Skip the navigation header

K-State Logo K-State Research and Extension logo
go to Research and Extension home page go to News go to Publications and Videos ask a question or make a comment search the Research and Extension site

body

Home  

May 23 To begin with, the grain sorghum was planted into last year's residue of wheat and double-cropped soybeans. The residue levels are pretty high as this is a no-till field. All we do is spray, plant, and harvest. Sometimes we spray more than once for weed control, but we try and minimize our costs of chemicals so that the cropping system is economical.

Last year this field of wheat yielded 45 bushels per acre. We then planted soybeans following the wheat as a double crop. But with the hot and dry summer of 2001, we didn't grow many soybeans, so this field was never harvested. You can see some of the soybean plants still standing. And a few of the bean seeds that did develop have sprouted this spring from where they shattered from the pods and fell to the ground.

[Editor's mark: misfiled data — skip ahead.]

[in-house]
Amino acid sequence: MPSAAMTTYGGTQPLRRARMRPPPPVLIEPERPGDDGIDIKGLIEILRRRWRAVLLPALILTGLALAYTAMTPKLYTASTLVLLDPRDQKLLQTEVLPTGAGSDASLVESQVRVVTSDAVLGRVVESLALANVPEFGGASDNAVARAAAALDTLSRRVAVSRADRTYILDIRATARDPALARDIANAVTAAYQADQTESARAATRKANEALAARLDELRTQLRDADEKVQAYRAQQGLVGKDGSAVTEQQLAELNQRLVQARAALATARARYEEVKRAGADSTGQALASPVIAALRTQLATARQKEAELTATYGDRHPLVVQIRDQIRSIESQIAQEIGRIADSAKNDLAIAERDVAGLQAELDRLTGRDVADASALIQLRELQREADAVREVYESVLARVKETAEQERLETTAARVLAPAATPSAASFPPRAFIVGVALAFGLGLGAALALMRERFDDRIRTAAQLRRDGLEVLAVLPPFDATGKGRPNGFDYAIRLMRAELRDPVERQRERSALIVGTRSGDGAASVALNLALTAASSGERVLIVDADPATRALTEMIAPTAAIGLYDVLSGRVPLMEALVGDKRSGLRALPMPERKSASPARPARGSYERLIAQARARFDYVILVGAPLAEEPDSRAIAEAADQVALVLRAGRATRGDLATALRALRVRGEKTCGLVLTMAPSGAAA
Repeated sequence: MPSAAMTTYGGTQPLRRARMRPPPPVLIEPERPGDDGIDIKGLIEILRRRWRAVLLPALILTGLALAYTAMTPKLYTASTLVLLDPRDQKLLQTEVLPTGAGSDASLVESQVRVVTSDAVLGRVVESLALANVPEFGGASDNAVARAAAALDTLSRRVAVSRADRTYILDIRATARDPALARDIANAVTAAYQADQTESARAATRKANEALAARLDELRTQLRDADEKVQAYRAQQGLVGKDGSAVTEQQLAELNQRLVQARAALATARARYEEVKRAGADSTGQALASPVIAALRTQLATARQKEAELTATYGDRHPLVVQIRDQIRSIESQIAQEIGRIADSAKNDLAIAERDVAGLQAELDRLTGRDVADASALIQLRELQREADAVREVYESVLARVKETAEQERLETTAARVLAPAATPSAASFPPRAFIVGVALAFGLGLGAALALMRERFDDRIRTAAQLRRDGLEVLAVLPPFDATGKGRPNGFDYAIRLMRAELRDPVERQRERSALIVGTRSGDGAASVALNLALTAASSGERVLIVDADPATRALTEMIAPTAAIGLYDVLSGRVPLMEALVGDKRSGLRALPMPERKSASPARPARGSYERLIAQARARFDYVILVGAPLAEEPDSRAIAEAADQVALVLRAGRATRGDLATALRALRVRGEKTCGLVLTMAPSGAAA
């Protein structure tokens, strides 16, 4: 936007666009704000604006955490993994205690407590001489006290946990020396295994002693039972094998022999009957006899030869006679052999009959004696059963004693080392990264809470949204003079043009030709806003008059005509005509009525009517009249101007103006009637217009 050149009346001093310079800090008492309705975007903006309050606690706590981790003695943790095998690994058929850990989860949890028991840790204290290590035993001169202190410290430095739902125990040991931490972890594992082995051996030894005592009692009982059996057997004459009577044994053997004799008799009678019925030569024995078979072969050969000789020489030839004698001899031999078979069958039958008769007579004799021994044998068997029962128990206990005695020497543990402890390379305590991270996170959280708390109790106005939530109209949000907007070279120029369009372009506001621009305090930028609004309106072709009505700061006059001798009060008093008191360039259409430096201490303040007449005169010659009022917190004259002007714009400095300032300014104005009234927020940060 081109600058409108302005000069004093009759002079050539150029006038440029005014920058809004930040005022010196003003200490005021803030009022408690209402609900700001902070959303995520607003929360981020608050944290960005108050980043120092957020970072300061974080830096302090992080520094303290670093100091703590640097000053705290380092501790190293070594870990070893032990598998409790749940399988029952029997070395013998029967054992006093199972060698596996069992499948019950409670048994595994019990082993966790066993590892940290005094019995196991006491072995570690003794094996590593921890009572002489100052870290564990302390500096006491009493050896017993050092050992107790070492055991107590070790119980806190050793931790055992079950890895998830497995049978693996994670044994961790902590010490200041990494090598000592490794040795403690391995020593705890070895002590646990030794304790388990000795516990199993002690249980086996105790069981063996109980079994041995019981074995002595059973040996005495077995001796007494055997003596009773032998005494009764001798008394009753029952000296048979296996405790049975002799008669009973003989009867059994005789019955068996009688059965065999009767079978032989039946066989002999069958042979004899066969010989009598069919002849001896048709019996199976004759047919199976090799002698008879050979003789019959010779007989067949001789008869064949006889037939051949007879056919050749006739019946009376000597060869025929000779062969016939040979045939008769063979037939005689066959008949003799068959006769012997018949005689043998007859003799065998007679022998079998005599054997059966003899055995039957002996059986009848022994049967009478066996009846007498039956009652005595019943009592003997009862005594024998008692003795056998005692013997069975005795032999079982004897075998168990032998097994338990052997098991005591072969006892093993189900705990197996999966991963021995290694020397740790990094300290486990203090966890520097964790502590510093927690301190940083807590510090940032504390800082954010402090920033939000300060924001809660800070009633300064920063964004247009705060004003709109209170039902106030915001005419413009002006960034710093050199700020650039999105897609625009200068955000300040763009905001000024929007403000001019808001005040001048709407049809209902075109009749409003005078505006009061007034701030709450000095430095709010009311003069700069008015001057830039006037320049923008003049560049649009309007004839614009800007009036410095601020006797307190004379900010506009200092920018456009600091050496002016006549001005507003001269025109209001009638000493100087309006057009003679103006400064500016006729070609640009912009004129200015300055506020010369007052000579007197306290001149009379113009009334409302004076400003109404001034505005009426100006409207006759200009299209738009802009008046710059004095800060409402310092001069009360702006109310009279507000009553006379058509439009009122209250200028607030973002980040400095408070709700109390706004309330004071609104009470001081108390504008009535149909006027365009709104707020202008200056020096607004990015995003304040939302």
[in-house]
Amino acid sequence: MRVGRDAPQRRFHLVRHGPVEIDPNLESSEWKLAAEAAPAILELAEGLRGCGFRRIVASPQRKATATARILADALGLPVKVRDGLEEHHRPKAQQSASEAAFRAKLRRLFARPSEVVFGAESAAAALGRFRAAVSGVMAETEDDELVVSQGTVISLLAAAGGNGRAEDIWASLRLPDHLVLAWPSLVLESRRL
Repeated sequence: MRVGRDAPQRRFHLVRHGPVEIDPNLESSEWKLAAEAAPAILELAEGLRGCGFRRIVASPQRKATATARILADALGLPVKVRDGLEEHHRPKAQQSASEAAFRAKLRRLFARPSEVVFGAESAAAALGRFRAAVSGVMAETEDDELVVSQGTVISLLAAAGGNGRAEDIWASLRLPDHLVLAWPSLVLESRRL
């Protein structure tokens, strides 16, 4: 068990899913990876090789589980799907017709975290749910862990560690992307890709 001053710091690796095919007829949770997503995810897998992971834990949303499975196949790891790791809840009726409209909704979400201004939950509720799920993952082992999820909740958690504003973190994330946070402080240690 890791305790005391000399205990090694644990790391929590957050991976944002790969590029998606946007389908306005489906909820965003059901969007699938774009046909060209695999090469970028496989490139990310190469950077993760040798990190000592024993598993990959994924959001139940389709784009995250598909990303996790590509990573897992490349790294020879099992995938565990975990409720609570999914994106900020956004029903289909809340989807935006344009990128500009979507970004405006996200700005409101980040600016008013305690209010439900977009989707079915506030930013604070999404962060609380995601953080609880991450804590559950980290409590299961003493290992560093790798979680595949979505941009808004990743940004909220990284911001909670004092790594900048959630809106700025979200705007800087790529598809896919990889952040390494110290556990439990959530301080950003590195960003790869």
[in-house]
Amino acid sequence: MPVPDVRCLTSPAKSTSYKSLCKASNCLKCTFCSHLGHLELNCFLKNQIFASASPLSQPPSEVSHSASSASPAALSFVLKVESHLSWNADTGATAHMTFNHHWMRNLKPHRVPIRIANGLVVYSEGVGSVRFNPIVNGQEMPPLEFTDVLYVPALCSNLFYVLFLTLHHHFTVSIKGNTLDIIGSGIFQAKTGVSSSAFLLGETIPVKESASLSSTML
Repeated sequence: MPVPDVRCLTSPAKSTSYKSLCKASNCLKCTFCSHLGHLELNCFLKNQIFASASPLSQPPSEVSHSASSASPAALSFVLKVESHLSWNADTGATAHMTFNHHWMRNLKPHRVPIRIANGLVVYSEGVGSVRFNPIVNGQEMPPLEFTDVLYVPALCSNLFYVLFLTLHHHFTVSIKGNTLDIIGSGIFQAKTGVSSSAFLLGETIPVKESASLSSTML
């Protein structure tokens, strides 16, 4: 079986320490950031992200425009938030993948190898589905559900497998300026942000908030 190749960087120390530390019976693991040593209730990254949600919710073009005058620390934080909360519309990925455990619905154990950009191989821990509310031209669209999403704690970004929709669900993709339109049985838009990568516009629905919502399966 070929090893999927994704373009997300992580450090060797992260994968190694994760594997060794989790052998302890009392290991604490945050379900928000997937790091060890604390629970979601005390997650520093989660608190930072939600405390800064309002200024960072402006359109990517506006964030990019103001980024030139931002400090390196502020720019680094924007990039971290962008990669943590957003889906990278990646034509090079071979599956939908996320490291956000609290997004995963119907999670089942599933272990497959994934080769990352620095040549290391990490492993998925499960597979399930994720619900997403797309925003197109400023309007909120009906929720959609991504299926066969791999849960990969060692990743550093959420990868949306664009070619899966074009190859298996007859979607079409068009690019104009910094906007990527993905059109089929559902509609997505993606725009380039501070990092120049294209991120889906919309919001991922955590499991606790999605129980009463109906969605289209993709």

Field view of recently planted grain sorghum
May 23, 2002    
   
   
                   
  This graph shows daily rainfall over the preceeding three weeks. It also indicates runoff (the negative values in red) which we are measuring using a weir at the edge of the field. So "effective rainfall" will be the total rainfall minus the runoff value. If we arbirtraily use March 1 as the start of the season, then effective precipitation is: 5.4 inches.